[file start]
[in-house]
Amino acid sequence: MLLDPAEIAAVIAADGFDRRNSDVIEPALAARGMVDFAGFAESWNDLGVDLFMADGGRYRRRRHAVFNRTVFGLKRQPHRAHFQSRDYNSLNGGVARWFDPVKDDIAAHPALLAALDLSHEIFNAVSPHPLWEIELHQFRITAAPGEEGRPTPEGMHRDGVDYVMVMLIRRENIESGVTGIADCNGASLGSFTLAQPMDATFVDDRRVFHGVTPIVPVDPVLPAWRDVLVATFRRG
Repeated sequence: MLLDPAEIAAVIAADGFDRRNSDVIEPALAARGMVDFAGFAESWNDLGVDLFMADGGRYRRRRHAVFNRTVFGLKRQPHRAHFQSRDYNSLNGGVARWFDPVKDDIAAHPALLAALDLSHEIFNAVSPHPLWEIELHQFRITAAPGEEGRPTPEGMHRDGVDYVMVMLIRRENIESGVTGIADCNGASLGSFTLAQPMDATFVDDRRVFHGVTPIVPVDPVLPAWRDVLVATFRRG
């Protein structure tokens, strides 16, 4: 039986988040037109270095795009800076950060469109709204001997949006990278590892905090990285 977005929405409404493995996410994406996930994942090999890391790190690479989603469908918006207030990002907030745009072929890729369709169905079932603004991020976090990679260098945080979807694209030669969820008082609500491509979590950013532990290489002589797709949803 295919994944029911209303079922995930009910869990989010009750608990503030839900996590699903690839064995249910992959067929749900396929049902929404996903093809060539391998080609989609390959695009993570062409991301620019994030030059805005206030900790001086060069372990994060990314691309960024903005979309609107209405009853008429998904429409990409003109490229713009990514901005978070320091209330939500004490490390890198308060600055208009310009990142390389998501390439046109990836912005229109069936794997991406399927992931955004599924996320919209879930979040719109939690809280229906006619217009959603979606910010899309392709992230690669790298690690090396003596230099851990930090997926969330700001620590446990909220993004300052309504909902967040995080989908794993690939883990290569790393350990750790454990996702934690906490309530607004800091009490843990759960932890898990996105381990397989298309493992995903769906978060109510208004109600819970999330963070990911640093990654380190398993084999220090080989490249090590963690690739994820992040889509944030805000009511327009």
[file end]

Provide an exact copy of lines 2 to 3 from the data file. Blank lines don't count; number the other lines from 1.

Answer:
Amino acid sequence: MLLDPAEIAAVIAADGFDRRNSDVIEPALAARGMVDFAGFAESWNDLGVDLFMADGGRYRRRRHAVFNRTVFGLKRQPHRAHFQSRDYNSLNGGVARWFDPVKDDIAAHPALLAALDLSHEIFNAVSPHPLWEIELHQFRITAAPGEEGRPTPEGMHRDGVDYVMVMLIRRENIESGVTGIADCNGASLGSFTLAQPMDATFVDDRRVFHGVTPIVPVDPVLPAWRDVLVATFRRG
Repeated sequence: MLLDPAEIAAVIAADGFDRRNSDVIEPALAARGMVDFAGFAESWNDLGVDLFMADGGRYRRRRHAVFNRTVFGLKRQPHRAHFQSRDYNSLNGGVARWFDPVKDDIAAHPALLAALDLSHEIFNAVSPHPLWEIELHQFRITAAPGEEGRPTPEGMHRDGVDYVMVMLIRRENIESGVTGIADCNGASLGSFTLAQPMDATFVDDRRVFHGVTPIVPVDPVLPAWRDVLVATFRRG